Daisy chaining from your oven to your rangehood would be potentially unsafe, because the fuse for the oven (30A?) would be all that was protecting the 10A? wiring to the rangehood.

FWIW, last year we put in a rangehood, and the sparky suggested putting the socket for it in the ceiling. Cord then goes down inside the shroud... looks neat and tidy, and the switch is out of sight.

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  Reply # 1020758 8-Apr-2014 16:21
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Mines on a dome plug in the roof space. Cable runs up beside the duct behind the shroud. Not sure if its still legal but its really hidden away up there:) 



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  Reply # 1020761 8-Apr-2014 16:29
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Daisy chaining from your oven to your rangehood would be potentially unsafe, because the fuse for the oven (30A?) would be all that was protecting the 10A? wiring to the rangehood.


Sorry, was just referring to how the switch is attached to the oven, not wanting to attach the rangehood to this.

Mines on a dome plug in the roof space. Cable runs up beside the duct behind the shroud. Not sure if its still legal but its really hidden away up there:)
 
Thats what I asked for and he said no, but I have other items that are cabled like this, ie. DVS so I cant see why it would be problem.

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  Reply # 1020776 8-Apr-2014 16:39
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They would normally use an un-switched outlet (part code is PDL693/2 which is a PDL horizontal unswitched socket) behind the range hood. Then you just have a standard switch mech (PDL681) installed in to a wall plate in a more desirable location than up high beside a range hood. Sparky is either a numpty or just a little lazy.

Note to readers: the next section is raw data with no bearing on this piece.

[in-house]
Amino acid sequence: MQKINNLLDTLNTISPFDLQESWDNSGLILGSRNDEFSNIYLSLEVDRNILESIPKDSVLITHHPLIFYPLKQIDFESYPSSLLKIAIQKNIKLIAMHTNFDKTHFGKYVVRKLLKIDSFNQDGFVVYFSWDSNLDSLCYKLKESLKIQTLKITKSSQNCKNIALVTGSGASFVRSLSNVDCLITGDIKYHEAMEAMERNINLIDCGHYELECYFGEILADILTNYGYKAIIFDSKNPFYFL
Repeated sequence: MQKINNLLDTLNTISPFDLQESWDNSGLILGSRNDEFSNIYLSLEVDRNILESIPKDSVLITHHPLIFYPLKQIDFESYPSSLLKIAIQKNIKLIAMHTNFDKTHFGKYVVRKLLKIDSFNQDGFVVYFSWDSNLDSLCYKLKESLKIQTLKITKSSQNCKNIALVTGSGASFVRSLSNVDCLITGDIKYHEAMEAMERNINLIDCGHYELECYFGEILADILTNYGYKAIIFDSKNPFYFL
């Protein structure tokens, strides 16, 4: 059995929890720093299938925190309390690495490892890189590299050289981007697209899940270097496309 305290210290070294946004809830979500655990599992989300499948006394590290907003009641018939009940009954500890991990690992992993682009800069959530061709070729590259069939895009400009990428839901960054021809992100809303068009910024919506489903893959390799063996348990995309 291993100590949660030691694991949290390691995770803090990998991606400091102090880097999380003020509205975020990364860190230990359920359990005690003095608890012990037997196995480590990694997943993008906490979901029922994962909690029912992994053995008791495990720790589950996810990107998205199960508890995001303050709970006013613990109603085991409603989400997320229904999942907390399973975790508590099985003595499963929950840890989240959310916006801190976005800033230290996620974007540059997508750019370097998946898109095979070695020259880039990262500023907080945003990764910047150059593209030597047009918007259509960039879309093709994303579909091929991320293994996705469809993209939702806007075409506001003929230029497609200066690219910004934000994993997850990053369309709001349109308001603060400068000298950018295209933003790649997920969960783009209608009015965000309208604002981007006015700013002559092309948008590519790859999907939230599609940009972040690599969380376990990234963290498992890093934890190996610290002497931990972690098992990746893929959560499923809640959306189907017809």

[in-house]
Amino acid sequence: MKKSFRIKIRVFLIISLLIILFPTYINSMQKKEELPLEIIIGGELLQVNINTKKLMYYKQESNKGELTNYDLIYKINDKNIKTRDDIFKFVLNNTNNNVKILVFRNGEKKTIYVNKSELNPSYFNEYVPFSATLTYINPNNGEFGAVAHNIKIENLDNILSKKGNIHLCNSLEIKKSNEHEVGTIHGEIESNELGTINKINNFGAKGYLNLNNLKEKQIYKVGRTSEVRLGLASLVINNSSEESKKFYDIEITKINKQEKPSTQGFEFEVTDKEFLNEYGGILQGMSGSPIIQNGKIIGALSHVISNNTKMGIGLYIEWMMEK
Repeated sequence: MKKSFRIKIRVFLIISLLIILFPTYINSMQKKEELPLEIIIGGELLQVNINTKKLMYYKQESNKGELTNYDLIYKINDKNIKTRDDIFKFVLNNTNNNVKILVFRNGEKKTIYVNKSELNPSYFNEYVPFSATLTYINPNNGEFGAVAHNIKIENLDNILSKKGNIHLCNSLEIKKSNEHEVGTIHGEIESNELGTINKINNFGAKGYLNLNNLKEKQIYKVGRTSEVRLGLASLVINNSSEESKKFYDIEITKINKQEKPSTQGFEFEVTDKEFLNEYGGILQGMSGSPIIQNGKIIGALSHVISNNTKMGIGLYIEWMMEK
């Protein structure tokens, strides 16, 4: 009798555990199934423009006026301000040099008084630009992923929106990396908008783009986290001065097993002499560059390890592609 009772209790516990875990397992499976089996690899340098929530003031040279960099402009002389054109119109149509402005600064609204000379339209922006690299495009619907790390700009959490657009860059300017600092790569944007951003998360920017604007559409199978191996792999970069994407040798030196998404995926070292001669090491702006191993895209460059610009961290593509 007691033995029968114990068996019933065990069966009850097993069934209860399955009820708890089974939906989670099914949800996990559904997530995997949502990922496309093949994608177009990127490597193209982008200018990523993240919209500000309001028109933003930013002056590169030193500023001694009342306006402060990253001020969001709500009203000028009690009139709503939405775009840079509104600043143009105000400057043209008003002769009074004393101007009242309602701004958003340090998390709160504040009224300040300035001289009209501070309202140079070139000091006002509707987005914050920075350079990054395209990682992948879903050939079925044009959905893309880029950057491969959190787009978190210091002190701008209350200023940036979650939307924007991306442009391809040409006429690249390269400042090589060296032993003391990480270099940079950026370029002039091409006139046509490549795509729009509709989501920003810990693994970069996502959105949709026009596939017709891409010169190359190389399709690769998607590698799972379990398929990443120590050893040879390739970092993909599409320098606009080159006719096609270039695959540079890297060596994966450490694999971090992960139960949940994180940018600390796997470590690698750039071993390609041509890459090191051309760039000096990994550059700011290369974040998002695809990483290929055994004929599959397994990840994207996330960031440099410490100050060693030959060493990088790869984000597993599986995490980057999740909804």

Edit:If you want a switch labelled "hood" the mech is part number 681M20HD

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Reply # 1020778 8-Apr-2014 16:48
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This is just a lazy sparky. I would normally put a switch for rangehood/oven at bench height if wanted, so both can be isolated in the event of anything bad happening. But most people like the switches hidden away in the pantry.

A month later you normally get a call saying our oven doesn't work and the spaghetti can has hit the oven switch lol.

An Oven has to be isolated but I can't find the exact info. Pretty sure a rangehood is classed as a fan and I don't think they need to have a switch accessible.

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  Reply # 1020784 8-Apr-2014 17:01
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Distorter: This is just a lazy sparky. I would normally put a switch for rangehood/oven at bench height if wanted, so both can be isolated in the event of anything bad happening. But most people like the switches hidden away in the pantry.

A month later you normally get a call saying our oven doesn't work and the spaghetti can has hit the oven switch lol.

An Oven has to be isolated but I can't find the exact info. Pretty sure a rangehood is classed as a fan and I don't think they need to have a switch accessible.


Technically the range hood is an appliance, it has a 3 pin plug on it, if you place the 3 pin plug in a position that means it normally be accessed (under the cover for the exhaust duct for example) then there must be another isolation point somewhere else, either a socket outlet with an extra switch (shown in a previous post in this thread) or a light switch style switch somewhere else.

Another good example is a dish washer, usually the plug for it is behind the dishwasher and there is a switch somewhere else for it.





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  Reply # 1020799 8-Apr-2014 17:38
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Thanks for the info, for clarification would the following switch work for it?  I will order one for him to use next week if so.

-> Socket 1 -> Socket 2 (PDL 692X) -> Rangehood socket (PDL693/2)


PDL 692X